Letters and Manuscripts — Volume 3 (1876 - 1882)


Lt 48, 1878

White, J. S.

Shawsheen Grove, Massachusetts

August 28, 1878

Previously unpublished.

Dear husband:

We have just arrived on the ground. It is a very commodious or convenient encampment. There are over fifty tents already up and several large tents. 3LtMs, Lt 48, 1878, par. 1

I have a well-prepared tent with floor covered with carpet. Sister Harris takes charge of the tent. Last night I did not get to rest till midnight. 3LtMs, Lt 48, 1878, par. 2

Mary Smith Abbey is my attendant. I thought of saving the expense and coming without any one, but I hardly dared risk it. I was so put to it for breath. I have taken a hearty breakfast. Met Brethren Mooney and Goodrich. He is so thankful I am going to Maine. I shall not go to Vermont, I think. 3LtMs, Lt 48, 1878, par. 3

I have not spoken to but few as yet, for all know I am weary. 3LtMs, Lt 48, 1878, par. 4

At the door of my tent is a small tower arranged beautifully, composed of flowers. It is looking very, very nice—a token of regard from Brother and Sister Morton. 3LtMs, Lt 48, 1878, par. 5

All inquire after you. Brother Mooney, once a First-day Adventist, said he did hope to have the happiness of meeting you at this meeting. But I am glad that you were not obliged to travel when the heat and dust were so bad. I hope, greatly hope, that when you came there will be less fury, heat, and less dust. 3LtMs, Lt 48, 1878, par. 6

I am determined not to be drawn into labor here till Sabbath and first day. I shall, I think, speak just once about thirty minutes to relieve my mind and set them thinking upon matters that they need to think upon. 3LtMs, Lt 48, 1878, par. 7

I told Elder Canright as sure as the ministers sanctioned these exciting reports praising the ministers, I would come out publicly in condemnation of it. I have told Haskell and Smith and Littlejohn the same. They agree with me in the matter that these sensational reports are of no account, but will prove an injury in the end. If anything can be published to elevate the truth and get it more clearly before the people, then a worthy object is gained, but all this puffing the fine speaker and praising the man is disgusting and highly displeasing to God. 3LtMs, Lt 48, 1878, par. 8

I will write you tomorrow again. Three meetings have been held under the mammoth tent. These I cannot say anything about as I know nothing about it. This will be an important meeting. The president of the road, the swearing man, was so indignant because of the spiritualists last year who held a camp-meeting upon the ground. They acted so disgracefully. The ground was brought into disrepute, but they are anxious for the Adventists to have a meeting here. They grant them every privilege. Their freight is taken over the road free, ground free, and other privileges accorded free. They publish notices of the meeting themselves, paying the cost. 3LtMs, Lt 48, 1878, par. 9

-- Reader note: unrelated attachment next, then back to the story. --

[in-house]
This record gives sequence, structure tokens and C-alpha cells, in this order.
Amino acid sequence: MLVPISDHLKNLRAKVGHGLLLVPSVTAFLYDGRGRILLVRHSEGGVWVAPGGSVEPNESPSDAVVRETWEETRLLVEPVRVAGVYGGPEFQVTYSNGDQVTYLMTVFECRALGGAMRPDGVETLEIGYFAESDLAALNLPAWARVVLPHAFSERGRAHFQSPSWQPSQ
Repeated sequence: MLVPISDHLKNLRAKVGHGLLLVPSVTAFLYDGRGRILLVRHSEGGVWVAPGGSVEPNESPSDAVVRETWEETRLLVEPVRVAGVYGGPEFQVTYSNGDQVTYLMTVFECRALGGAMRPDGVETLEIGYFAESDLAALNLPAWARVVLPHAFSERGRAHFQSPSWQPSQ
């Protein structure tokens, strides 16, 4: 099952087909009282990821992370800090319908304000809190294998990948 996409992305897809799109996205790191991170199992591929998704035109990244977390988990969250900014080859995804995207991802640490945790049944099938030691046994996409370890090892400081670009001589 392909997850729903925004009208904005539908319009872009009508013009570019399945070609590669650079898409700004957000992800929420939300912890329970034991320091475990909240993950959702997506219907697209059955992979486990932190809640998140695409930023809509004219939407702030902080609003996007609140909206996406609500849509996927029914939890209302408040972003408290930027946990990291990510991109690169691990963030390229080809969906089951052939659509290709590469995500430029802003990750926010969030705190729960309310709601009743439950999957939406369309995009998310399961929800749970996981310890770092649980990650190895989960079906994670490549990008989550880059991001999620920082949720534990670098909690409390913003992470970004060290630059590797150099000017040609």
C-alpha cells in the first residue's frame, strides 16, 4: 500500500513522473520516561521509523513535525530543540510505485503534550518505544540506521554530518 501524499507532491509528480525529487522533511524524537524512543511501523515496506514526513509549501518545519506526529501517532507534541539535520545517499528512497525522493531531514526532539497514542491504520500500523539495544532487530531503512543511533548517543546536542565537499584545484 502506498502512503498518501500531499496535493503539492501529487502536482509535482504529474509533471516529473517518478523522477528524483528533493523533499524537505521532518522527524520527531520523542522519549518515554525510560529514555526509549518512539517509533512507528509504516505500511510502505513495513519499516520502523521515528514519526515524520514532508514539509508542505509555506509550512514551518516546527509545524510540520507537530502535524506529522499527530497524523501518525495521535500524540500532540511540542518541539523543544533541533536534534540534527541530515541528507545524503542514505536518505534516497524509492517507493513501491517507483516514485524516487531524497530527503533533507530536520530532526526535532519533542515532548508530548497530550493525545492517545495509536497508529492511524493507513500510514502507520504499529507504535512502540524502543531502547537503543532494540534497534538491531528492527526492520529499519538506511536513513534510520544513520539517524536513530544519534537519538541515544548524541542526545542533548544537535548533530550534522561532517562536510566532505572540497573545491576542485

We earnestly desire that God should come into our meetings. We can do nothing, but God can do everything. Oh, that we may be so little in our own eyes that we shall hang our helpless souls upon God. I know one thing, unless the Lord shall give me spiritual and moral power, I can do nothing. If we can only become fit to dwell with God, He will take up His abode with us. Then we shall have fragrant characters. We shall be grateful to all around us. The atmosphere, love and true goodness, shall flow forth from us to those around us. Thus will it be of every true follower of Jesus Christ. Christ in him a well of water springing up unto everlasting life. Oh, how my thirsting soul longs for this living spring to flow forth from us to refresh others while everything seems dry and dusty around us. 3LtMs, Lt 48, 1878, par. 10

I see and sense in a limited condition our great lack of divine power of spirituality. We are as a people backslidden from God. The sanctifying power of the truth is not seen in words or actions of those who make high profession of piety. 3LtMs, Lt 48, 1878, par. 11

I am in great doubt of Elder Canright’s piety. Oh, my soul, what can be said or done to make our ministers sense their sinful lack of piety. I know that Sister Canright has been sacrificed unnecessarily. Poor, dear, precious soul! Oh, my heart aches and is so sad as I think we must give her up to the destroyer, death. I could not pray for her, for she would not be appreciated if her life should be spared; and then these dear little ones, what will they do? May God bless Sister Canright and comfort her with His grace. 3LtMs, Lt 48, 1878, par. 12

Brother Buel Whitney has been talking with me in regard to the camp meetings in New York. He has decided that it would be best to defer the meeting till after the general camp meeting in Michigan, and in the place of having a camp meeting, have a local meeting in Rome, and more would come out then to attend this meeting, and it would be more profitable to them there—a camp meeting in one portion of the state. I have promised if I were able to attend. Their finance is small and the expense of running so many tents have worn away their means. 3LtMs, Lt 48, 1878, par. 13

It is so late in the season they dare not venture the meeting, fearing storms and cold as well as expense. 3LtMs, Lt 48, 1878, par. 14

I shall be ever so careful not to overdo. My trust is in God. 3LtMs, Lt 48, 1878, par. 15

I hope you are all having a pleasant time in the mountains. God be with you in restoring and blessing you. 3LtMs, Lt 48, 1878, par. 16

I must close. In great haste and much love to you and all your company. 3LtMs, Lt 48, 1878, par. 17

Your Ellen.